Sleep quality naturally declines during aging. For example, sleep duration and sleep consolidation both deteriorate as we age. (Less consolidated sleep is more fragmented, with shorter mean sleep bout duration). Moreover, impaired sleep quality is a sensitive prodromal sign of future cognitive decline and Alzheimer’s disease (AD).
Improving sleep quality often translates to improved mood, enhanced cognitive function, and general well-being. We’ve cataloged ten of the most relevant ways to improve sleep quality. The first few tips apply more to healthy subjects; the latter suggestions are aimed at individuals struggling with clinically significant insomnia.
- Circadian rhythm is coupled to light cues from the environment.
Individuals who sleep in an environment that is not dark enough will have a blunted circadian rhythm (e.g., impaired expression of the proteins that regulate sleep/wake oscillations). To maximize sleep quality, use black electrical tape to cover all light sources (e.g., blinking electronics).
- This tip is an extension of the previous one. Download the f.lux app, which calibrates the wavelength of the light emitted by your laptop screen (or monitor) according to the time of day.
Screens normally emit high-energy/low wavelength blue light which interferes with the biological block. With flux activated, at night your laptop will emit warm, red/orange light (like a sunset), which is less likely to cause the “circadian rhythm phase delay” that impairs sleep onset.
- Turn the thermostat down at night to slightly chilly temperatures.
Internal body temperature drops to a trough at around 4 AM. Low temperatures at night are considered an environmental cue that entrains the biological clock and helps facilitate sleep initiation.
- Vigorous exercise before bed has been consistently noted to improve sleep quality.
- Practice good sleep hygiene by going to bed and waking up at the same time.
Humans are creatures of habit, and following a regular schedule can help synchronize your body clock. Limit stimulating activities in the evening.
For years, I played computer games until 2 am right before going to bed. Suffice it to say, I had vivid dreams and sleep quality was not ideal.
- Nutraceuticals that show promise in alleviating (mild) insomnia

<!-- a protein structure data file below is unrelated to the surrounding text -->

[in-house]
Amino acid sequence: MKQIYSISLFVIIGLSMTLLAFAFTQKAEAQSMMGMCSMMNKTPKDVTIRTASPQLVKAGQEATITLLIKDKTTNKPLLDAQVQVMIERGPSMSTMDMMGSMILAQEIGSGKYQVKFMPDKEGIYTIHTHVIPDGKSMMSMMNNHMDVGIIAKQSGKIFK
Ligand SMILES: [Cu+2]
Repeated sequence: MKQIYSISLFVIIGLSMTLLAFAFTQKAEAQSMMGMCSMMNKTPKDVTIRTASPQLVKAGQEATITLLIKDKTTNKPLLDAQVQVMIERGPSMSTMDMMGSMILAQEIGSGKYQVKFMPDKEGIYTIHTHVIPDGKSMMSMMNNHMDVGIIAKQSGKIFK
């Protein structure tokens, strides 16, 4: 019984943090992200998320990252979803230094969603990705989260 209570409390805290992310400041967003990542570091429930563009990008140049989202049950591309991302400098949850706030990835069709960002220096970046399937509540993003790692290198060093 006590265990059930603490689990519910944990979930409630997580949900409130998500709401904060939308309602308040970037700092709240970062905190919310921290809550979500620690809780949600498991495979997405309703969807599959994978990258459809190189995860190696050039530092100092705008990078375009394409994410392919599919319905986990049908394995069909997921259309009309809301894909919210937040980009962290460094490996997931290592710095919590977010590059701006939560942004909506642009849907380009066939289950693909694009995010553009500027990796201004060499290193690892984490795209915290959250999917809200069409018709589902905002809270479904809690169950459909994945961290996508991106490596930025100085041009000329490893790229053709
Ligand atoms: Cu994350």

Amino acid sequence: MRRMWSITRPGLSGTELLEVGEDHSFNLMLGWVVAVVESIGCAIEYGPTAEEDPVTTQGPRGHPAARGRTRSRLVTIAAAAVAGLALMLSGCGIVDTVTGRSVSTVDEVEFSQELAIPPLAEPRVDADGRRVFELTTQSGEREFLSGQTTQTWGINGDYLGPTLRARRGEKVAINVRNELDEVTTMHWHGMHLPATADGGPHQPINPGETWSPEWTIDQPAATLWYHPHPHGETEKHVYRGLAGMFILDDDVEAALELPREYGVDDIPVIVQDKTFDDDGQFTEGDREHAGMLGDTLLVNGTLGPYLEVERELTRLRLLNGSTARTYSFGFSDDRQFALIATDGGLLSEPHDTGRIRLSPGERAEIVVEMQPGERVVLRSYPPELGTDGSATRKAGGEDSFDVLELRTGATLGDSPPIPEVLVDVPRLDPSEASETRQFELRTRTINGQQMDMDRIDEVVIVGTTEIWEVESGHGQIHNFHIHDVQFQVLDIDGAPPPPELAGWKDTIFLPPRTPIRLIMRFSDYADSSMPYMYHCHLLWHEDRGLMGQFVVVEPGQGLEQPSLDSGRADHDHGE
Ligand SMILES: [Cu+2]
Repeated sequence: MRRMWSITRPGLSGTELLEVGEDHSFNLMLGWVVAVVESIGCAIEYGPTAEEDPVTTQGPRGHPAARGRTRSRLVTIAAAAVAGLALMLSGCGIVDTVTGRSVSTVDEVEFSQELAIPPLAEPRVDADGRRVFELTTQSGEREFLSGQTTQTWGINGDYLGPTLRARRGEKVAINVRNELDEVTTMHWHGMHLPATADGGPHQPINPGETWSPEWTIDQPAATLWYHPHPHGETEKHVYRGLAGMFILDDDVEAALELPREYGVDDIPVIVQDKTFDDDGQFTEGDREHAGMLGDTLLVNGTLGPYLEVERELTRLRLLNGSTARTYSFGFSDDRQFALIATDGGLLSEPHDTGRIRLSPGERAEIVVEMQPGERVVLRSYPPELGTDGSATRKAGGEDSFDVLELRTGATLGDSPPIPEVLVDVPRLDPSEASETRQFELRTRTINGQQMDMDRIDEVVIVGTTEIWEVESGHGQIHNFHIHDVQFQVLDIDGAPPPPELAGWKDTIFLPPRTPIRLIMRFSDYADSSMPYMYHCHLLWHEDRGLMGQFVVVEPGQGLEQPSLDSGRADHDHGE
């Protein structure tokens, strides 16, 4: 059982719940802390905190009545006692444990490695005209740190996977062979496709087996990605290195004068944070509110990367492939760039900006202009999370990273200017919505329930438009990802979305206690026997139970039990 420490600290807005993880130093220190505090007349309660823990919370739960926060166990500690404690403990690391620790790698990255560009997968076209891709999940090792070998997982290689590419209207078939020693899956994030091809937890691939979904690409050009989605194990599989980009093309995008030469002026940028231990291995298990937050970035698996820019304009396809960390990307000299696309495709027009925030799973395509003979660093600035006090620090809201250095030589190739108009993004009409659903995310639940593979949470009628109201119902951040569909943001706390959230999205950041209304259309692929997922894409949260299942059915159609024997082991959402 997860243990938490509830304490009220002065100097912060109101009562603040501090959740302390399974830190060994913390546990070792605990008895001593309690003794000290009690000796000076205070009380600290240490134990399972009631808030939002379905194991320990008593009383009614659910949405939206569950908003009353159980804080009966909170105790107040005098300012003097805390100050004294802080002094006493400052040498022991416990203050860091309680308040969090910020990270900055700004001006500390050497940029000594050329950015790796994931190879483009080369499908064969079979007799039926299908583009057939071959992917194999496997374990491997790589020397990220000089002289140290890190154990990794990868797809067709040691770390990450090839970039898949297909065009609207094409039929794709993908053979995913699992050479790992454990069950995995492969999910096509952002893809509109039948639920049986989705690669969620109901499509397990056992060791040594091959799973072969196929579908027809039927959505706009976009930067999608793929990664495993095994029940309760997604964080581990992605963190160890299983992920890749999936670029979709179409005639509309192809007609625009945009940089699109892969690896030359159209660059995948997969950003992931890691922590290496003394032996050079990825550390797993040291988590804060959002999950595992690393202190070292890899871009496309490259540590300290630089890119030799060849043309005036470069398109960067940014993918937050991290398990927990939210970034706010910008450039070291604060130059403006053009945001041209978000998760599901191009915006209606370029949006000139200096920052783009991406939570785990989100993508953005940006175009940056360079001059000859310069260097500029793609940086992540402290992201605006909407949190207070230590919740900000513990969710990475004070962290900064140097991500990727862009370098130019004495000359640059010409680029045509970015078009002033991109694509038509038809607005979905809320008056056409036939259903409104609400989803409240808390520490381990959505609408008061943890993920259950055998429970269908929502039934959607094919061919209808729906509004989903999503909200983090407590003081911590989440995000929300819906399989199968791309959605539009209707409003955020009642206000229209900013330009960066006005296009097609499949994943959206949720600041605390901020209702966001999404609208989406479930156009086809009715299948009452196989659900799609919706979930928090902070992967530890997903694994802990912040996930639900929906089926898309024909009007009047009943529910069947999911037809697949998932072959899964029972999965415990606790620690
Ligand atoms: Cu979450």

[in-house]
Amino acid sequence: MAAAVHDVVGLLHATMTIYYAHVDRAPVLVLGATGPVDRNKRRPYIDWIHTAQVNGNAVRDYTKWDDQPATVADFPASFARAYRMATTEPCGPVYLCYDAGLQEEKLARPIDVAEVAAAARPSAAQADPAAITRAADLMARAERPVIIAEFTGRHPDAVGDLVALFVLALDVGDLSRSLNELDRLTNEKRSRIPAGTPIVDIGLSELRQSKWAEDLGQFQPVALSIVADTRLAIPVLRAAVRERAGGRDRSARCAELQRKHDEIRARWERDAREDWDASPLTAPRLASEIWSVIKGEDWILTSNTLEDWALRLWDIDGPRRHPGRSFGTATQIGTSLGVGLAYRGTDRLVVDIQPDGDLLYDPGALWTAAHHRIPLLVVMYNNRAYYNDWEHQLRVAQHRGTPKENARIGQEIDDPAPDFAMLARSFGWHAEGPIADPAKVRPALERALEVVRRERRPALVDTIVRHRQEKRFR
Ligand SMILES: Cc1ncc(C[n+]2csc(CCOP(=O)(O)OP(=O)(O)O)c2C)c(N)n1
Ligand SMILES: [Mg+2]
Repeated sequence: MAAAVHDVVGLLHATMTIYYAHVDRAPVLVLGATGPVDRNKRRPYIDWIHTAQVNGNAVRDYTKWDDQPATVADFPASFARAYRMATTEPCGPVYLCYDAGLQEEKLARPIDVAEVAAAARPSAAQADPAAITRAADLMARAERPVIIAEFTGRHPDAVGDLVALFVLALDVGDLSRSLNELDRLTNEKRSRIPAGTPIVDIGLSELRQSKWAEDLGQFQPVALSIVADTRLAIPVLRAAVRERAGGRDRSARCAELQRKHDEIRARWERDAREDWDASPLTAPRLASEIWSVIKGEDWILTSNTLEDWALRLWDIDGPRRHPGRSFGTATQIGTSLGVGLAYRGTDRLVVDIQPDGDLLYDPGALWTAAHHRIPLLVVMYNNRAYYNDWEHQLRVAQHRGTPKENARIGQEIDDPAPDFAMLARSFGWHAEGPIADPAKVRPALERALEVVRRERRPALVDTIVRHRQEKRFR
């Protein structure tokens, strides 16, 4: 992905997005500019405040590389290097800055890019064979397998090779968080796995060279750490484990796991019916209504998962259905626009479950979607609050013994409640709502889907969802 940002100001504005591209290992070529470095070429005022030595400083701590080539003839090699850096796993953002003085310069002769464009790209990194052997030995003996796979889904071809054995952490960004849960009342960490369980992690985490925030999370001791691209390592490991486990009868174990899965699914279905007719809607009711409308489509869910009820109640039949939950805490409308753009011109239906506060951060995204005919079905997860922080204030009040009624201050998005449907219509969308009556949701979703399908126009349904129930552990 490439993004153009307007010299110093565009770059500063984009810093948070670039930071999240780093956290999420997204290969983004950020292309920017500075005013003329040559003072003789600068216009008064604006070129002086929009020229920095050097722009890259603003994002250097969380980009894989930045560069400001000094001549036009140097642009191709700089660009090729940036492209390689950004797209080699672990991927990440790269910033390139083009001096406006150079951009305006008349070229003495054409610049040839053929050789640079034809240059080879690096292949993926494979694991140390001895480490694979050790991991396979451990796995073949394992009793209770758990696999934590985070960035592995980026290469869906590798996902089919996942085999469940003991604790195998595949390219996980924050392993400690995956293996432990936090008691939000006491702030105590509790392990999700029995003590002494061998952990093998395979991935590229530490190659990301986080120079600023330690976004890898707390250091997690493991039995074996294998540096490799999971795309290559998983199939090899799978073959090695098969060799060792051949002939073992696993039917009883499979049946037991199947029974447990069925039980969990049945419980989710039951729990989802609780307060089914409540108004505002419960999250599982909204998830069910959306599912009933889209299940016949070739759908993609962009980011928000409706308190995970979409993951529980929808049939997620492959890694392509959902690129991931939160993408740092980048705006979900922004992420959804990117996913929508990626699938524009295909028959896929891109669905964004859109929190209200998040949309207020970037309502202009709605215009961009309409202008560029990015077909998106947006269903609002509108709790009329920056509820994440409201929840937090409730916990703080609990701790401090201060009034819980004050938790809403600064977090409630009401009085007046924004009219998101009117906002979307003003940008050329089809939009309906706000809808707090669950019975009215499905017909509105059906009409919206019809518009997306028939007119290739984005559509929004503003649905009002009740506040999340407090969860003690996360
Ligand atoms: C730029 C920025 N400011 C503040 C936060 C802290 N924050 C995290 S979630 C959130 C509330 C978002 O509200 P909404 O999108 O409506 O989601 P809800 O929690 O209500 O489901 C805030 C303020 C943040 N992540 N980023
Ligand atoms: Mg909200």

- Magnesium (bioavailable salts such as glycinate, aspartate or taurate are recommended)
- Melatonin (low doses, e.g. 1-2.5 mg are paradoxically more effective than higher doses)
- Glycine (an inhibitory neurotransmitter and co-agonist at NMDA receptors)
- Herbal tea with lemon balm, passionflower, and chamomile
- If you have clinically significant insomnia, do not be deterred from using prescription drugs to manage your symptoms.
Long-term sleep loss is extremely taxing on the body and mental health. Often primary insomnia will not respond to tips #1-6. It is tempting to dismiss patients with clinically significant insomnia with soft-core interventions like “get more exercise” but that just won’t cut it for this patient population.
Unfortunately, when it comes to sleep aids, there is an inverse relationship between long-term safety and efficacy. The most effective sleep aids are more likely to adversely affect brain health. This cost/benefits analysis and the trade-offs of different medications should be weighed by your clinician.
When shopping for sleep aids, start with the safest, most suitable agents for long-term use:
- Ramelteon (Rozarem)
- Suvorexant (Belsomra)
- Hydroxyzine (This antihistamine has a long half-life but has negligible anticholinergic activity and is a first-line agent for primary insomnia)
- Alpha-adrenergic receptor blockers (E.g., prazosin or Trazodone)
- Other antihistamines and sedatives (e.g., low-dose Mirtazapine)
- Z-drugs (e.g., Ambien)
- Benzodiazepines (e.g., Xanax)
- Resolve/treat contributory diseases.
The most important disorders that can exacerbate sleep disorders are:
- Sleep apnea
- Disorders of hyperarousal (Anxiety disorders, PTSD, depression)
- Restless leg syndrome
- Delayed sleep phase syndrome/other circadian rhythm disorder
- Sometimes, chronic insomnia develops from a self-reinforcing psychological process.
Let’s say a major life event disrupts your sleep and mood for a short period of time. Many people will recover the lost sleep quality, but some people will begin to obsess about their inability to get a proper night’s rest. This results in a positive feedback loop where as you become more worried about fixing your broken sleep, your sleep quality deteriorates further.
Panic disorders often arise from a similar process, where the object of your anxiety is the anxiety itself. For example, you might be concerned that heightened anxiety will cause a heart attack (because your heart is palpitating), which adds more fuel to the fire, culminating in a full-blown panic. Harvard has devised some behavioral interventions that can be helpful for this kind of self-perpetuating neurotic sleep disorder. They suggest taking a sabbatical from work (if you can afford it), and instead of trying to go to bed, trying to stay up as long as possible. Chronically restricting the total amount of time in bed may be one of the most robust behavioral interventions for treating sleep-onset insomnia.
- A promising sleep enhancement strategy worth mentioning is the pharmacologic augmentation of slow-wave-sleep (SWS) using selective 5-HT2A antagonists.